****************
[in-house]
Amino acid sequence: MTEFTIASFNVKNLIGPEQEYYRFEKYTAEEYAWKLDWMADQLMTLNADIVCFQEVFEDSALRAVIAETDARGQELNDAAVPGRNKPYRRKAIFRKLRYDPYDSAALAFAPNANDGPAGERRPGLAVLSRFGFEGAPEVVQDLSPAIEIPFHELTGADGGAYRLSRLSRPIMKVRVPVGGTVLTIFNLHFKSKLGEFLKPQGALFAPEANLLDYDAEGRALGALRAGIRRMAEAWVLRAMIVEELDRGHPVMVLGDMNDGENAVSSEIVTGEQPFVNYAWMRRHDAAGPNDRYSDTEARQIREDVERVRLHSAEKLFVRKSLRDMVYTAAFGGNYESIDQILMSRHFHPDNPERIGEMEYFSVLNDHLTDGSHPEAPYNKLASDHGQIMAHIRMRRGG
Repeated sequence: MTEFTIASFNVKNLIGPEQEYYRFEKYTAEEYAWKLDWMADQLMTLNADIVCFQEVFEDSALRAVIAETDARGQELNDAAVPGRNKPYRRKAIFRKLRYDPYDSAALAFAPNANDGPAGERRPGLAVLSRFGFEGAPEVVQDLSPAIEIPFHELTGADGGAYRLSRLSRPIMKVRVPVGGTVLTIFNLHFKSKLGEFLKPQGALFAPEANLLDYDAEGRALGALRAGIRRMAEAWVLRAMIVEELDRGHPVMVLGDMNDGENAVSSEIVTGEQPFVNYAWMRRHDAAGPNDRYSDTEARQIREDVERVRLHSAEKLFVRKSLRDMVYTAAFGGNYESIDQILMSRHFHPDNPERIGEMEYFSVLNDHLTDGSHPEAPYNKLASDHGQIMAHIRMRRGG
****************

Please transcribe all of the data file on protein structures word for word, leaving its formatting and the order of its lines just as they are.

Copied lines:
[in-house]
Amino acid sequence: MTEFTIASFNVKNLIGPEQEYYRFEKYTAEEYAWKLDWMADQLMTLNADIVCFQEVFEDSALRAVIAETDARGQELNDAAVPGRNKPYRRKAIFRKLRYDPYDSAALAFAPNANDGPAGERRPGLAVLSRFGFEGAPEVVQDLSPAIEIPFHELTGADGGAYRLSRLSRPIMKVRVPVGGTVLTIFNLHFKSKLGEFLKPQGALFAPEANLLDYDAEGRALGALRAGIRRMAEAWVLRAMIVEELDRGHPVMVLGDMNDGENAVSSEIVTGEQPFVNYAWMRRHDAAGPNDRYSDTEARQIREDVERVRLHSAEKLFVRKSLRDMVYTAAFGGNYESIDQILMSRHFHPDNPERIGEMEYFSVLNDHLTDGSHPEAPYNKLASDHGQIMAHIRMRRGG
Repeated sequence: MTEFTIASFNVKNLIGPEQEYYRFEKYTAEEYAWKLDWMADQLMTLNADIVCFQEVFEDSALRAVIAETDARGQELNDAAVPGRNKPYRRKAIFRKLRYDPYDSAALAFAPNANDGPAGERRPGLAVLSRFGFEGAPEVVQDLSPAIEIPFHELTGADGGAYRLSRLSRPIMKVRVPVGGTVLTIFNLHFKSKLGEFLKPQGALFAPEANLLDYDAEGRALGALRAGIRRMAEAWVLRAMIVEELDRGHPVMVLGDMNDGENAVSSEIVTGEQPFVNYAWMRRHDAAGPNDRYSDTEARQIREDVERVRLHSAEKLFVRKSLRDMVYTAAFGGNYESIDQILMSRHFHPDNPERIGEMEYFSVLNDHLTDGSHPEAPYNKLASDHGQIMAHIRMRRGG